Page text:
Now, the surprising feature of the construction of Taub-NUT extensions (shared by constructions of Misner extensions or extensions of a polarised Gowdy spacetime) is that no geodesic approaching the boundary faces a non-Hausdorff pair of points. There is no bifurcation of geodesics, accordingly. One may wonder where are these non-Hausdorff pairs located in the modal representation for the extensions of Taub spacetime? To hint at a diagnosis, consider two geodesics traveling through (the image of) Taub spacetimes towards different extensions. (We know from the above that in these circumstances they can cross at a point but cannot coincide over an extended interval.) As such geodesics cross the boundary between Taub spacetime and the new region of a respective extension, they define two points. Now, no matter which two geodesics of this sort one takes, they define the pair of points that is a non-Hausdorff pair. Thus, in order to have a non-Hausdorff pair, we need to consider two geodesics separated, rather than coinciding in Taub spacetime. But such non-Hausdorff pairs are not conductive to bifurcation.Footnote 20

To sum up, no photon’s geodesics can bifurcate in the modal representation of the extensions of Taub spacetime. This result carries over to all massless and massive particles. Since geodesics in the modal representation represent possible evolutions of individual objects, no individual object in Taub spacetime has multiple alternative possible evolutions that consist in traveling to non-isometric extensions of that spacetime. Accordingly, Taub spacetime together with its non-isometric extensions is not a case of individuals-based indeterminism.

Arguably, the same verdict can be reached by Sattig’s definition of “Strong Qualitative Determinism” (see Sect. 2.2), provided that an object’s qualitative description is encoded by the object’s geodesic. For possible worlds we take extensions \(\langle M^{ab}, g^{ab}\rangle \) of Taub spacetime. We focus on a given \(\langle M^{ab}, g^{ab}\rangle \) and pick a particle x in the image \(\Lambda ^{ab}(M) \subset M^{ab}\) of Taub spacetime. The qualitative behaviour of x in \(\Lambda ^{ab}(M)\) is given by its geodesic \(\gamma \). Suppose now that in some other extension \(M^{a'b'}\) there is a particle, which behaves in \(\Lambda ^{a'b'}(M) \subset M^{a'b'}\) exactly like x in \(\Lambda ^{ab}(M)\). This means that its geodesic \(\gamma '\) in the image of Taub spacetime must coincide with geodesic \(\gamma \) of x in the respective image of Taub spacetime. In mathematical parlance, \((\Lambda ^{ab})^{-1}[\gamma ]\) and \( (\Lambda ^{a'b'})^{-1}[\gamma ']\) must denote one and the same geodesic in M. As we argued above, this geodesic in M has a unique maximal extension, and this extension belongs to just one extended spacetime \(\langle M^{ab}, g^{ab}\rangle \). Thus, there are no two particles, each belonging to a separate extended spacetime, whose qualitative descriptions match in (corresponding images of) Taub spacetime, but do not match elsewhere.Thus, as far as the extensions of Taub spacetime go, GR is Strongly Qualitatively Deterministic.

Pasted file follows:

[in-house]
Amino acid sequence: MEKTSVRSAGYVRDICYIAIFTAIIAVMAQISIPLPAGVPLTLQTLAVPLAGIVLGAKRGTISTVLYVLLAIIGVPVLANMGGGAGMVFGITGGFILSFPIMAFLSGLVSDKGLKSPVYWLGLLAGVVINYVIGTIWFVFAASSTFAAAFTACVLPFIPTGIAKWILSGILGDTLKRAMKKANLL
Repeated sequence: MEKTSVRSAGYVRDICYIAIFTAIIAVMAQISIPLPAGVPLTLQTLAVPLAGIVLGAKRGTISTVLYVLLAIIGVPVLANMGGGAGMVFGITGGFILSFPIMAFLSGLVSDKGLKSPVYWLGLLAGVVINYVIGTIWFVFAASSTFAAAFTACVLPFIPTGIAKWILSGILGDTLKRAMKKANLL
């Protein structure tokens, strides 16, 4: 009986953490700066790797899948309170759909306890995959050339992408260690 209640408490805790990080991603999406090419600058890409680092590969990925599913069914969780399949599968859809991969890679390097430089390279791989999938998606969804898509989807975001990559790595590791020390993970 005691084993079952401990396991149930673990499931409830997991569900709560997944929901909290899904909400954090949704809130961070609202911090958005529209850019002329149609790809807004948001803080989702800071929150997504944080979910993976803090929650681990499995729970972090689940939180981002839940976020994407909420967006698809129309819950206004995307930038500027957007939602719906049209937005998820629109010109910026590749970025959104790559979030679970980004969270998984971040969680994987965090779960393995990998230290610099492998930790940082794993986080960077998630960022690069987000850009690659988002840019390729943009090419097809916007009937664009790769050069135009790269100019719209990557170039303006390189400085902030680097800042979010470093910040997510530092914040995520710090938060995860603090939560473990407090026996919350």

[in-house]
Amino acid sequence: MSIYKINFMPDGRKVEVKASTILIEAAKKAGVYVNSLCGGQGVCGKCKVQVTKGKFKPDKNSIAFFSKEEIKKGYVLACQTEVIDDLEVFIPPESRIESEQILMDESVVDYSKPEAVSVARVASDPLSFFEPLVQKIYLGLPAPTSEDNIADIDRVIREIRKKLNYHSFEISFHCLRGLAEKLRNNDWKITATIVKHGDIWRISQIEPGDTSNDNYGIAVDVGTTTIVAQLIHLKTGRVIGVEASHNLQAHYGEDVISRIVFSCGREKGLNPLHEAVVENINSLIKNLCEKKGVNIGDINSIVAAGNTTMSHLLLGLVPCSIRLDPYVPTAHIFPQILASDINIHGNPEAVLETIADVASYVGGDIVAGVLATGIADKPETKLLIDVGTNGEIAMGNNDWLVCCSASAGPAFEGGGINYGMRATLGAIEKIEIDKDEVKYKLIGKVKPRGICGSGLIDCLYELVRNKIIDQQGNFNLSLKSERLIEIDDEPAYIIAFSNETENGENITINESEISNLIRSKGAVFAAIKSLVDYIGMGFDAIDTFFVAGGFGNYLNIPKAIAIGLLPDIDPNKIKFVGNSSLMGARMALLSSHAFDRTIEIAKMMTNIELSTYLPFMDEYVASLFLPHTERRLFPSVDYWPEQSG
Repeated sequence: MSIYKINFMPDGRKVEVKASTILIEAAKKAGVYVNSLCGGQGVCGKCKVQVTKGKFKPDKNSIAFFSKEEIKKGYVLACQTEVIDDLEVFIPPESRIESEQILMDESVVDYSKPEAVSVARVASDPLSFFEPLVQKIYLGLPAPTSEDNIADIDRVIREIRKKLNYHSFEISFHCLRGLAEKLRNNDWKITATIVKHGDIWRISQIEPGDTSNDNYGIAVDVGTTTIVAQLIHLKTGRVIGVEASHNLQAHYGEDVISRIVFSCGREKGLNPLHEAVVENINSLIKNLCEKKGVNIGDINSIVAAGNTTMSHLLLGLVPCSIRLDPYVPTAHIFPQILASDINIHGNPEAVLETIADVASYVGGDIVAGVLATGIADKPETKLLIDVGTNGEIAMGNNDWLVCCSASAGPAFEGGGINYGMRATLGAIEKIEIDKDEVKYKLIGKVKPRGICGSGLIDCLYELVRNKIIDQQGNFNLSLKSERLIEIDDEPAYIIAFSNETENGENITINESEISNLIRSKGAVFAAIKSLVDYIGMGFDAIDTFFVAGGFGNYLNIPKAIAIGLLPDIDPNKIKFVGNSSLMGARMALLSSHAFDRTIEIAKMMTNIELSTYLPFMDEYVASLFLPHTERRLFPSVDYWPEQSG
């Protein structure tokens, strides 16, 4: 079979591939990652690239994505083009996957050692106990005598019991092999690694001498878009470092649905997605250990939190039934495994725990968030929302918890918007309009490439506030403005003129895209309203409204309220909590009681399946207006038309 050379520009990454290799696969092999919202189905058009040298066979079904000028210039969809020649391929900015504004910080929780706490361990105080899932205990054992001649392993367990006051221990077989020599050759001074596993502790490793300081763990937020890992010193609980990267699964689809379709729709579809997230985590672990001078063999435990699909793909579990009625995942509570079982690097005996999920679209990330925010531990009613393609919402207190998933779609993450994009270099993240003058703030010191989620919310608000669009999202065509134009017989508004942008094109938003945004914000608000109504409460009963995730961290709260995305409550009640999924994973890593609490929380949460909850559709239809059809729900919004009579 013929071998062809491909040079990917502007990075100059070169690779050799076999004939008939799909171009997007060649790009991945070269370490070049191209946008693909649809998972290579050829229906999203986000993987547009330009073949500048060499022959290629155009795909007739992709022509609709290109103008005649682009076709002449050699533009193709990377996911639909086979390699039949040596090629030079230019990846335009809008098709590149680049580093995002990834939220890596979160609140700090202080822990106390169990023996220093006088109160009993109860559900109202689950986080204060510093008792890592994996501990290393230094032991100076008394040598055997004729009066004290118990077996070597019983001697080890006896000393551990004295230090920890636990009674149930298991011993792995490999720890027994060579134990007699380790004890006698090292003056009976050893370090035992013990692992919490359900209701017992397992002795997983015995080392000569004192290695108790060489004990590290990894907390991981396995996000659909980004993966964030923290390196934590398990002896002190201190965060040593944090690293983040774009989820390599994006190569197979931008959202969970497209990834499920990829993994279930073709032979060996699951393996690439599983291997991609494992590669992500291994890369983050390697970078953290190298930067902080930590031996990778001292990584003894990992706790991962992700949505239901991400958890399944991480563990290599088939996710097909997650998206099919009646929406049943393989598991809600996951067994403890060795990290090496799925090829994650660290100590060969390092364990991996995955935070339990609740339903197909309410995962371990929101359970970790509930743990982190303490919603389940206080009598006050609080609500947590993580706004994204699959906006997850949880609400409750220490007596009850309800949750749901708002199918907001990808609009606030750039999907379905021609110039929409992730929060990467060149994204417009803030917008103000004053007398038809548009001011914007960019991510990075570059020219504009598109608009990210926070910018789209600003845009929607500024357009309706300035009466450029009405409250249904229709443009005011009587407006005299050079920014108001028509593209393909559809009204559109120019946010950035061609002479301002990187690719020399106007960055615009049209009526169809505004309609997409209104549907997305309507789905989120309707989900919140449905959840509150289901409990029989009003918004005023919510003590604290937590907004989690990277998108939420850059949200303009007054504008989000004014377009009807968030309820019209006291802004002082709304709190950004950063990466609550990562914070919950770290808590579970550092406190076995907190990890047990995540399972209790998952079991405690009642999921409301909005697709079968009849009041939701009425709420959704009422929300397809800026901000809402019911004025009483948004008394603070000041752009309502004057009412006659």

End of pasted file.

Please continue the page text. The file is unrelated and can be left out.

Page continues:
5 Conclusions

We described two traditions of thinking about determinism and indeterminism: the dominant tradition analyses these concepts in terms of global notions, like possible worlds or models of a theory, whereas the minority view defines them in terms of the possible behaviour of individual objects. We revisited a clash between these traditions that issued in the context of analysing systems whose initial segments are symmetric: counterintuitively such systems are diagnosed as deterministic by the dominant approach. We described how, by paying attention to possible evolutions of individual objects, the minority approach attempted to deliver an opposite verdict.

Next we provided an outline of an analysis of individuals-based determinism, the essence of which is the concept of modal representation of a system of a given theory. The modal representation for a given system contains multiple solutions (for fixed initial conditions) to the theory’s basic equations, if there are such multiple solutions. An important structure, as it signals the presence of alternative possible evolution, is a modal fork. A theory is said to be indeterministic iff the modal representation of one of its systems contains a modal fork, otherwise a theory is said to be deterministic. Further, a theory is indeterministic individuals-wise iff a modal fork in a modal representation of that theory is due to the behaviour of an individual object admitted by the theory.

Finally, we exhibited a case from current physics, in which the universe-based approach and the individuals-based approach deliver opposite verdicts concerning determinism. The non-isometric extensions of Taub spacetime are viewed as indeterministic by the received (universe-based) approach, but, since no individual object has alternative possible evolutions in this system, the system is judged as deterministic by the individuals-based approach.

With this clash of verdicts in sight, imagine Laplace’s demon residing in Taub spacetime. As it looks to the future, the demon perceives two dissimilar possible extensions of the spacetime. The demon realises that no matter how much it knows about Taub spacetime (in which it resides), it cannot learn which of these extensions will come to pass. The demon concedes that “the future is not present before its eyes”, that is, Taub spacetime is indeterministic. Next the demon turns to small objects in Taub spacetime, all those little guys, photons, protons, cloaks, ships, sailors and the like. As the spacetime has multiple extensions, some individual objects should face multiple evolutions, like the cloak from Aristotle’s story that might be cut up as well as wearing out first. The demon contemplates the physics of Taub spacetime and its extensions and learns that, given the position and the speed of each object, the object has exactly one possible evolution. No individual object faces multiple possible evolutions. Aristotle’s cloak does not fit Laplace’s demon.